In defense of the sadistic new horror movies

92337__slither_lWith the opening today of Slither (pictured), you’d expect another round of hand-wringing over the current wave of horror movies that seem to have taken gore and violence to new extremes of gruesomeness. But some film critics are stepping up to defend these films on their merits. One is EW’s own Lisa Schwarzbaum, who gives Slither a B+ in her review in the new issue, saying, ”So sue me, sometimes after a day of enjoying Belgian film-festival prizewinners, I like to relax with copious servings of horror-flick slime and a good visual joke involving squids, girls in bathtubs, and overhead cameras.”

Another is Christopher Kelly of the Fort Worth Star-Telegram. Via Movie City News comes this link to Kelly’s lengthy essay  insisting that many critics have failed to see the virtues of such recent horror-exploitation flicks as Saw and Saw II, Wolf Creek, Hostel, and The Hills Have Eyes. To Kelly, those virtues include an ”often-astonishing level of craft” and a pessimistic outlook that captures the post-9/11 zeitgeist, a sense that inexplicable evil could inflict a horrible demise on any of us at any time. Sure, the movies seem sadistic, but he says teen viewers who are their target audience identify and empathize with the victims and not their tormenters, as slightly older viewers did when they watched the Freddy/Jason/Michael Myers sagas.

I’m not sure whether the new splatter filmmakers are trying to make serious allegories or whether they’re simply one-upping their influences (the previous generation of horror films, violent videogames, manga, Takashi Miike movies) with the new technologies available to them (digital cameras, CGI, state-of-the-art makeup). Still, they’ve managed to create a new aesthetic experience for moviegoers, one that feels like being pummeled mercilessly for 90 minutes but is still cathartic. I’m glad that some critics are willing to take these movies seriously as objects of study. Of course, I won’t be one of those critics; I’m too grossed out. Y’all enjoy Slither, but I’ll be across the hall watching something harmless like Ice Age 2.

addCredit(“Slither: Chris Helcermanas-Benge”)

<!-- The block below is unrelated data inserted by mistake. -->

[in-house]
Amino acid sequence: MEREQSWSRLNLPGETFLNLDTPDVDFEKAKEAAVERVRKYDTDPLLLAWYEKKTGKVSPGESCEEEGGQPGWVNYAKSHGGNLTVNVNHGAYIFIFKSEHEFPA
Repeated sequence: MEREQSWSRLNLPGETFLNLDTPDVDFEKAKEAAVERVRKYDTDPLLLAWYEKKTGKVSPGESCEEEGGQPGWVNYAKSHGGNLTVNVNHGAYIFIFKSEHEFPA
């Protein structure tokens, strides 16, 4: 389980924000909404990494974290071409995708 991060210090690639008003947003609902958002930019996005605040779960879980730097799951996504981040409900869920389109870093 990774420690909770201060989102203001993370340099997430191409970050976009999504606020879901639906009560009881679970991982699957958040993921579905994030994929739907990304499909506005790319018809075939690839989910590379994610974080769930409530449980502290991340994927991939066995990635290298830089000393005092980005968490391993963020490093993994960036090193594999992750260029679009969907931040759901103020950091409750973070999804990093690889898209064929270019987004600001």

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Comments (12 total) Add your comment
  • nathan

    To me, it doesn’t matter how scary or sadistic a movie is or isn’t. As long as it’s GOOD. No matter how extreme they get though, I still haven’t seen anything as truly horrific as the original Texas Chainsaw Massacre.

  • Josh

    I have a problem. I can’t stand to look at disgusting things. It was with reluctance that I saw movies like ‘Dawn of the Dead,’ ‘Saw,’ and ‘The Grudge.’ But, I simply can’t see ‘Slither’ and wish they weren’t allowed to advertise certain images. Why? Because gross images get stuck in my mind. I’m the first to step up for free speech rights and artistic expression, but I’ve already had trouble falling asleep this week simply from the previews of slithery slugs and disgustingly ugly zombies. I’m fine with viewing blood and violence in general, with viewing kinky sex, I’m fine with a lot of things — but some things I just can’t watch. And it’s not just horror movies, certain comedies have done the gross-out route. If it’s just here and there, I’ll deal, close my eyes, whatever. But a whole movie with slugs and zombies? Even if it’s meant to be funny, the images are already stuck, haunting me, in a way that I wish they weren’t.

  • mike

    I’m with Josh. My squirm level is too low to stand current horror movies. I am a big fan of horror television though. The ick factor is less.

  • Tim

    From some of the reviews I’ve read, sounds like Slither pays homage to some of the 50s creature from outer space flicks. I’m a big fan of those, so I do want to check it out.

  • JW Colwell